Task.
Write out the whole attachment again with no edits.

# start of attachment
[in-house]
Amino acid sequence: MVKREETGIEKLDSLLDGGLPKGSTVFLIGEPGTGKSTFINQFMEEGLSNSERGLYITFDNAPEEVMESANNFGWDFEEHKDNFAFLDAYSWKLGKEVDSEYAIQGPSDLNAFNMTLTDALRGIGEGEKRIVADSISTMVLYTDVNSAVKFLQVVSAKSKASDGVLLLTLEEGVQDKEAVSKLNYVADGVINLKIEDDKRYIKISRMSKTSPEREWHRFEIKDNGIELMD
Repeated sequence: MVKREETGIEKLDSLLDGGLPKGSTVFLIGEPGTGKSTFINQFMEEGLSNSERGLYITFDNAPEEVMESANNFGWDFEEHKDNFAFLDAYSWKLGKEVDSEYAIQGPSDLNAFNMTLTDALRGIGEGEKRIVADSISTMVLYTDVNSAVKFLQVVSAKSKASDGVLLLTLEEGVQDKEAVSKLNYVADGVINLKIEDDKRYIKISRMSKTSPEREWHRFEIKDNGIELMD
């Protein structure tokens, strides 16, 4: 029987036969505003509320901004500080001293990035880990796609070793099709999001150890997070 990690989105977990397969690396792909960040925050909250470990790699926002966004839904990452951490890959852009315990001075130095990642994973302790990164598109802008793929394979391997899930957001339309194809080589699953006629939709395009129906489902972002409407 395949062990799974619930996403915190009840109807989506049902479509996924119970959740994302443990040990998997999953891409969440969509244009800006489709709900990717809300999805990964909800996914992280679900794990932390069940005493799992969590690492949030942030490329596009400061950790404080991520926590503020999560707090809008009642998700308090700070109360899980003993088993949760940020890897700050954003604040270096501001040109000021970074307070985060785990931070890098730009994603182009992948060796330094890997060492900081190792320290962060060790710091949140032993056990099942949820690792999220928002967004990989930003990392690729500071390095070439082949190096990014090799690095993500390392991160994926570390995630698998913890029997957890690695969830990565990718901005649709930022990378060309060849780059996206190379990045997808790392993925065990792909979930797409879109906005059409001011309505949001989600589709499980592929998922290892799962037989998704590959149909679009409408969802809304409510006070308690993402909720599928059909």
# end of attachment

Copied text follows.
[in-house]
Amino acid sequence: MVKREETGIEKLDSLLDGGLPKGSTVFLIGEPGTGKSTFINQFMEEGLSNSERGLYITFDNAPEEVMESANNFGWDFEEHKDNFAFLDAYSWKLGKEVDSEYAIQGPSDLNAFNMTLTDALRGIGEGEKRIVADSISTMVLYTDVNSAVKFLQVVSAKSKASDGVLLLTLEEGVQDKEAVSKLNYVADGVINLKIEDDKRYIKISRMSKTSPEREWHRFEIKDNGIELMD
Repeated sequence: MVKREETGIEKLDSLLDGGLPKGSTVFLIGEPGTGKSTFINQFMEEGLSNSERGLYITFDNAPEEVMESANNFGWDFEEHKDNFAFLDAYSWKLGKEVDSEYAIQGPSDLNAFNMTLTDALRGIGEGEKRIVADSISTMVLYTDVNSAVKFLQVVSAKSKASDGVLLLTLEEGVQDKEAVSKLNYVADGVINLKIEDDKRYIKISRMSKTSPEREWHRFEIKDNGIELMD
């Protein structure tokens, strides 16, 4: 029987036969505003509320901004500080001293990035880990796609070793099709999001150890997070 990690989105977990397969690396792909960040925050909250470990790699926002966004839904990452951490890959852009315990001075130095990642994973302790990164598109802008793929394979391997899930957001339309194809080589699953006629939709395009129906489902972002409407 395949062990799974619930996403915190009840109807989506049902479509996924119970959740994302443990040990998997999953891409969440969509244009800006489709709900990717809300999805990964909800996914992280679900794990932390069940005493799992969590690492949030942030490329596009400061950790404080991520926590503020999560707090809008009642998700308090700070109360899980003993088993949760940020890897700050954003604040270096501001040109000021970074307070985060785990931070890098730009994603182009992948060796330094890997060492900081190792320290962060060790710091949140032993056990099942949820690792999220928002967004990989930003990392690729500071390095070439082949190096990014090799690095993500390392991160994926570390995630698998913890029997957890690695969830990565990718901005649709930022990378060309060849780059996206190379990045997808790392993925065990792909979930797409879109906005059409001011309505949001989600589709499980592929998922290892799962037989998704590959149909679009409408969802809304409510006070308690993402909720599928059909």